Study finds shifts in treatment trends prior to publication of study results

The percentage of women receiving adjuvant chemotherapy who received taxanes such as paclitaxel remained at around 10% from 1994 to early 1998, and after early 1998 the rate of increase over time increased more than sevenfold. Rates of taxane use increased primarily in women with node-positive breast cancer in early 1998, and it also increased in women with node-negative breast cancer by the end of 1999, even though such women were not included in the CALGB study. The authors suggest the increased use resulted from publicity at ASCO and consequent media coverage. They caution medical decisions based on premature data from a meeting presentation may pose a risk for patients who could be exposed to drugs that may have toxic effects before the drugs' benefits have been definitively established.

The authors write, "Although in many ways this example represents a best-case scenario, in which the meeting report of a multicenter randomized trial turns out to have stimulated the adoption of a treatment that has eventually become part of evidence-based practice, it also illustrates the enormous power of highly publicized meeting presentations. Investigators should be aware of the potential impact of their presentations and exercise appropriate caution and judgment in their interpretation of research findings."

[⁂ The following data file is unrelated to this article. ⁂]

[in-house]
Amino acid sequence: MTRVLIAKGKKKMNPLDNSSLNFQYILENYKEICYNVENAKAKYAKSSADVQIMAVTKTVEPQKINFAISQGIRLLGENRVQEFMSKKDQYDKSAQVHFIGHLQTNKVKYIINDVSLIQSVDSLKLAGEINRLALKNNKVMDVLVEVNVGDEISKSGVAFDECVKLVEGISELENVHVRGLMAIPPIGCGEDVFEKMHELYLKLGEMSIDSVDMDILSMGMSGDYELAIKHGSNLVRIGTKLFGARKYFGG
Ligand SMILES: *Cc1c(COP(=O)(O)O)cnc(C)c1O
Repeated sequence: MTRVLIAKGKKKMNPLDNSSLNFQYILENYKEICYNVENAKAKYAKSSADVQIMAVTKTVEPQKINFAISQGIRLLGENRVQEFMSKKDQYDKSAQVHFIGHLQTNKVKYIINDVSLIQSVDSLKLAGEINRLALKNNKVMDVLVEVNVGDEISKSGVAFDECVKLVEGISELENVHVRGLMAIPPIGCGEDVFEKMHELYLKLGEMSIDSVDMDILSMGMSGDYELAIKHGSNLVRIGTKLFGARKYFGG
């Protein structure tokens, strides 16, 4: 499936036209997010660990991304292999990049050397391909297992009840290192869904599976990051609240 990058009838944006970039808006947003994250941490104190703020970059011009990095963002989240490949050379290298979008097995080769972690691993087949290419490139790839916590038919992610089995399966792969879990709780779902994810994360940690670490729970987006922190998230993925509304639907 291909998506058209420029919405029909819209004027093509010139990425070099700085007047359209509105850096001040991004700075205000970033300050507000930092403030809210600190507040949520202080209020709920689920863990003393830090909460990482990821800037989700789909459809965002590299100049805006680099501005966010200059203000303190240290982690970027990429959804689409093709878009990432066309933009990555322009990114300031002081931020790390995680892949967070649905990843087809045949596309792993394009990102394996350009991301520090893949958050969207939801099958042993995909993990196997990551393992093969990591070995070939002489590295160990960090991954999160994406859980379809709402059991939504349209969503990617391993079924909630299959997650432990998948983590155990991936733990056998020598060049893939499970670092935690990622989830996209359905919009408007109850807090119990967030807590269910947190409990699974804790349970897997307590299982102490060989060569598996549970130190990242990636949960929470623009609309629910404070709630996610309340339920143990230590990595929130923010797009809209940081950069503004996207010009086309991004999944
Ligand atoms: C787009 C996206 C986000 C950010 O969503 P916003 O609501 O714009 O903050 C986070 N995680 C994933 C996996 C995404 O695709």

In an accompanying editorial, Lisa M. Schwartz, M.D., and Steven Woloshin, M.D., of the VA Outcomes Group in White River Junction, Vt., discuss the problems and benefits of adopting a new therapy or research finding based on preliminary evidence presented at a national meeting. They present the story of Iressa (gefitinib), a drug used for treating lung cancer, prescribed based on early studies that didn't have control groups and that used surrogate endpoints, such as decrease in tumor size, rather than clinical endpoints, such as improved survival. In addition to having the occasional toxic side effect of fatal pneumonia, Iressa later did not imp

Contact: Ariel Whitworth
Journal of the National Cancer Institute

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